Manning v. ManningAnnotate this Case
317 P.2d 329 (1957)
Mable Sanford MANNING, Plaintiff in Error, v. George W. MANNING, Defendant in Error.
Supreme Court of Colorado. En Banc.
November 4, 1957.
*330 George H. Lerg, W. T. Moyers, Denver, for plaintiff in error.
H. Allyn Hicks, Jr., Thomas A. Barnes, Denver, for defendant in error.
MOORE, Chief Justice.
We will refer to plaintiff in error as plaintiff or the wife, and to defendant in error as defendant or the husband.
The wife brought an action for separate maintenance. She alleged that the husband had been guilty of acts of mental and physical cruelty since their marriage, and that she was without funds with which to support herself or with which to pay her attorneys. She asked for alimony, temporary support money, attorneys' fees and a division of property. She further alleged that defendant had an income of $362 a month and was the owner or an apartment house in Denver. In compliance with a rule of the trial court she filed her sworn statement of assets showing that except for an automobile, the ownership of which was disputed by the husband, she was without assets or means of livelihood. She also asserted that prior to her marriage to defendant she was the owner of a business in Chicago, Illinois, and was making a good living, but was persuaded by defendant to give up the business and move to Denver.
Defendant paid $100 to apply on the wife's attorneys' fees, as ordered by the court. In his answer and counterclaim he admitted a total income of $362 a month and ownership of the apartment house. He further alleged that after the complaint was filed plaintiff returned to Chicago where she has since remained.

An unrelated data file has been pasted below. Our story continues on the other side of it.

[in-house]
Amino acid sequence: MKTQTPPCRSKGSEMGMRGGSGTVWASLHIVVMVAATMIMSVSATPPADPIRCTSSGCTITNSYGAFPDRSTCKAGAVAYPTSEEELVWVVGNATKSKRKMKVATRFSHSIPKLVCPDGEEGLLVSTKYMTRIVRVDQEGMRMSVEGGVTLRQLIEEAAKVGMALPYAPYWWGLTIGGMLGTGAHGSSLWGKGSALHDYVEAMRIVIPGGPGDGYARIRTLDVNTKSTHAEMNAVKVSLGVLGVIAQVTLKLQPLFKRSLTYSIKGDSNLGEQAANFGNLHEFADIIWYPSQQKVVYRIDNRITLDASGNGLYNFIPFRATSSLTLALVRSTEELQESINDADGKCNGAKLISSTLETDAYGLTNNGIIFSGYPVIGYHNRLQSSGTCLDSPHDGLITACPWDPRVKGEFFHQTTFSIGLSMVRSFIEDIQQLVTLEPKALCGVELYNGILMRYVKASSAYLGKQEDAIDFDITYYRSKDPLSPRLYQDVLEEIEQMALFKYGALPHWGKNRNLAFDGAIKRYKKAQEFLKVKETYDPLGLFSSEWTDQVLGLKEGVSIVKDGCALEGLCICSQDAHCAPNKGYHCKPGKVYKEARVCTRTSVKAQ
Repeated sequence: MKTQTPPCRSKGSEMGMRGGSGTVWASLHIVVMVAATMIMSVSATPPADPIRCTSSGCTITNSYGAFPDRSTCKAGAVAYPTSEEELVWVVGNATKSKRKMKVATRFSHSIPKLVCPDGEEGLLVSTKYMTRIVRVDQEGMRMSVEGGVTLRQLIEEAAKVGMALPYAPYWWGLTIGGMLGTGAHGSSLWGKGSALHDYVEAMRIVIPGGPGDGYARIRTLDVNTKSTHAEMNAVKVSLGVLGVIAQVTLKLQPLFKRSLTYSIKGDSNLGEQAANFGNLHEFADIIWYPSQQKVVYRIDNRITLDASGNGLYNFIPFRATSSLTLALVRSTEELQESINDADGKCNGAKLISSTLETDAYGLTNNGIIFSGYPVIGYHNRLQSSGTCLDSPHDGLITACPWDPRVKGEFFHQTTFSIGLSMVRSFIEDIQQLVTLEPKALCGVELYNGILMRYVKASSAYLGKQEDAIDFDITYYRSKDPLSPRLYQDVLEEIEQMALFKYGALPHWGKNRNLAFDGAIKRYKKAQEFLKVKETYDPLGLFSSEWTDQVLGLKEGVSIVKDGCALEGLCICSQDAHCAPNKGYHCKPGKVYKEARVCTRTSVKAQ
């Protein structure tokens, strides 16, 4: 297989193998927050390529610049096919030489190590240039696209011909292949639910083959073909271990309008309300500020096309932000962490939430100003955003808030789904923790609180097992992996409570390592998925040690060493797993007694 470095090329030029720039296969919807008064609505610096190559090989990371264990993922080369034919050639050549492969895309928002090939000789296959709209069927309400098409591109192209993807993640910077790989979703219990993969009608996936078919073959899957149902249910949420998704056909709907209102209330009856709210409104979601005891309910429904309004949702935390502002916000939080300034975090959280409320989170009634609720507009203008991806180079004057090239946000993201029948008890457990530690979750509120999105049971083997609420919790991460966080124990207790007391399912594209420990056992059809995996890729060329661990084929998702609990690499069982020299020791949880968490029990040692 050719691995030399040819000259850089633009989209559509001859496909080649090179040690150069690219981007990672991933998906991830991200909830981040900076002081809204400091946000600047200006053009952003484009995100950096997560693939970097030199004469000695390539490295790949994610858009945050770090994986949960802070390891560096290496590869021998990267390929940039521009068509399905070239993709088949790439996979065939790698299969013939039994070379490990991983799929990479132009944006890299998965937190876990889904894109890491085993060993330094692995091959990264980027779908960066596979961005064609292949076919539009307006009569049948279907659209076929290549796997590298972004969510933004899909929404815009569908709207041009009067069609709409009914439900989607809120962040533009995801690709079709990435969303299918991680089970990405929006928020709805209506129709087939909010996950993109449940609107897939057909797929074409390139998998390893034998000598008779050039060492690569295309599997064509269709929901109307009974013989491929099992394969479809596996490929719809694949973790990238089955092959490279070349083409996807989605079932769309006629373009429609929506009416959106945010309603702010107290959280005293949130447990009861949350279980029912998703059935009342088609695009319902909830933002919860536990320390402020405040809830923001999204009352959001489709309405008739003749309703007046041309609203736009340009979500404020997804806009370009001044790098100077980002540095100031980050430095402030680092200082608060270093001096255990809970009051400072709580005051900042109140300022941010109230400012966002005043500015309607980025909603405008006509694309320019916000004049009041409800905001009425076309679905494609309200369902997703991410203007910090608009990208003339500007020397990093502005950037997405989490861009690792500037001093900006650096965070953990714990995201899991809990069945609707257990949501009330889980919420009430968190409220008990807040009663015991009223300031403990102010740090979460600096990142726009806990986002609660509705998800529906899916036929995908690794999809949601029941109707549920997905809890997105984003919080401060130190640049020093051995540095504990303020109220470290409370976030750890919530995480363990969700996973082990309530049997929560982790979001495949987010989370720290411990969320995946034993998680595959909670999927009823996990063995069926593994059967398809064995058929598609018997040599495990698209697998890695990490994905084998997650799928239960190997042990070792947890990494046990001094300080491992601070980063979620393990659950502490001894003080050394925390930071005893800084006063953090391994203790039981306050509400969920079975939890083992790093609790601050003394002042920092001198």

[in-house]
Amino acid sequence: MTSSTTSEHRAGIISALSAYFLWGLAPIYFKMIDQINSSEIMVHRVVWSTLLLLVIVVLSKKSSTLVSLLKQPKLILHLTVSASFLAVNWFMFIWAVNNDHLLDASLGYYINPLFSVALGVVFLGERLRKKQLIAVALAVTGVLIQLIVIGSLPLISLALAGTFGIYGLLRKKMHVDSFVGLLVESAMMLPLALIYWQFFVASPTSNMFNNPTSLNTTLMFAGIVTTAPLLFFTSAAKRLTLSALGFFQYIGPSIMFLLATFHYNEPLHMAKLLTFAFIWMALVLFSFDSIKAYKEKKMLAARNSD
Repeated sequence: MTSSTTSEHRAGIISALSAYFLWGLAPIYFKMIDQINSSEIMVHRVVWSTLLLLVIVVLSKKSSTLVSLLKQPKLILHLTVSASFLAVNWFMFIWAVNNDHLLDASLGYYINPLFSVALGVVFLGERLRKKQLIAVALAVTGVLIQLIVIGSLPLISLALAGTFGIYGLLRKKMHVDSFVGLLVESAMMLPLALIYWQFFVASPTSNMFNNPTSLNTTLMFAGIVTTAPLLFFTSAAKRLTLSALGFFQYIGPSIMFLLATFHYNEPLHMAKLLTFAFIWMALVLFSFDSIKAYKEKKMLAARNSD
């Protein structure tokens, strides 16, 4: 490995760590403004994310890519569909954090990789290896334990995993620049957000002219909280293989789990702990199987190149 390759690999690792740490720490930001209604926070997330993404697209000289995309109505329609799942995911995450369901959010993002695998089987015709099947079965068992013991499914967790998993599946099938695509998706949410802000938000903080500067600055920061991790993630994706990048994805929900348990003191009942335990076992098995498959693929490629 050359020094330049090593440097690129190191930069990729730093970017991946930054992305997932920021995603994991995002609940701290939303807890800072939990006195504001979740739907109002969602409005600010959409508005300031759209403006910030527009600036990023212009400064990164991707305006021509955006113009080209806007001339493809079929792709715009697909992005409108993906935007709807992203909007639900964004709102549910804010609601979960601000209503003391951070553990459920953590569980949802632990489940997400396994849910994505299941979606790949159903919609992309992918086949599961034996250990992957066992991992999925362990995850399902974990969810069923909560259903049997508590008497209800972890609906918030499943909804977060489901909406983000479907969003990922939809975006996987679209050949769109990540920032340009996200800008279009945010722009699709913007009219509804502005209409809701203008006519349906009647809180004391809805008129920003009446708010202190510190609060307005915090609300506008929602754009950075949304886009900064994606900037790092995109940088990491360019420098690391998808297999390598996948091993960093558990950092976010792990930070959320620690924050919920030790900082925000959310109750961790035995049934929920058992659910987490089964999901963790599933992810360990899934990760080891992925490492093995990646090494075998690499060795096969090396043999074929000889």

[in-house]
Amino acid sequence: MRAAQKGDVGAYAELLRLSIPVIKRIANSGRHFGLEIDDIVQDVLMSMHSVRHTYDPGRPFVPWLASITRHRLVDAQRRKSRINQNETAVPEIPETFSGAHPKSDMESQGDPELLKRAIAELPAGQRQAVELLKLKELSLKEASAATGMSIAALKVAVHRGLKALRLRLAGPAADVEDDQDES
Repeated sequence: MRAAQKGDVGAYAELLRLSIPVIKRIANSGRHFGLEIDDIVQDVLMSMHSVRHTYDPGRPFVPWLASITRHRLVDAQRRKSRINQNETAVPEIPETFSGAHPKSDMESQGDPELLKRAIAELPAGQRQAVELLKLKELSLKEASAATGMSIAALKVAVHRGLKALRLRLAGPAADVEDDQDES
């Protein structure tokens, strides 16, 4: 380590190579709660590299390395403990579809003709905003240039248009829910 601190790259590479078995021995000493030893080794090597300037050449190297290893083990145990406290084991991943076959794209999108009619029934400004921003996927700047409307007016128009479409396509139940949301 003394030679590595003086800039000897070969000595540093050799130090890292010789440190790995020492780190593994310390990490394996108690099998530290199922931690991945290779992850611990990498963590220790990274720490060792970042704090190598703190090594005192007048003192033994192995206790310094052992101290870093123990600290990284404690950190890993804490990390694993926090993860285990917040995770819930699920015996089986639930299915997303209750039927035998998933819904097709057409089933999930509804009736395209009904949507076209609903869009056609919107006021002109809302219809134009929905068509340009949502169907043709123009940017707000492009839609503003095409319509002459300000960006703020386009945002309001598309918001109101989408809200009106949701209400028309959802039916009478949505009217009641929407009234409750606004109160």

Counsel for the husband filed a motion to dismiss the complaint on the ground that the wife had failed to respond to a notice for her deposition to be taken. This motion was set for hearing September 4, 1956. Counsel also claimed that a notice was mailed to plaintiff's attorney to appear for taking her deposition June 25, 1956. Counsel for plaintiff denied receipt of said notice and stated that the address to which it was mailed was not the address of either of the attorneys for the wife, and that the first *331 knowledge they had of the attempt to take the deposition was the service upon them of the motion to dismiss.
The trial court denied the motion to dismiss and on its own motion ordered plaintiff to appear for taking of her deposition on September 24, 1956. Her attorneys thereupon moved that the husband be required to pay her expenses from Chicago to Denver for the reason that she was without resources of her own. The motion was denied.
September 10, 1956, the wife filed her motion for taking the deposition of defendant at the same time and place ordered for the taking of her own. She also requested the entry of an order that defendant be required to pay the expense therefor. September 11, plaintiff filed her motion asking that defendant be required to file his statement of assets. These motions were denied.
September 24, at the time set for taking the deposition of the wife, her counsel appeared and made the following statement:"Let the record show that the plaintiff is unable to attend the taking of the deposition for the reason that she is financially unable to pay her expenses to Denver."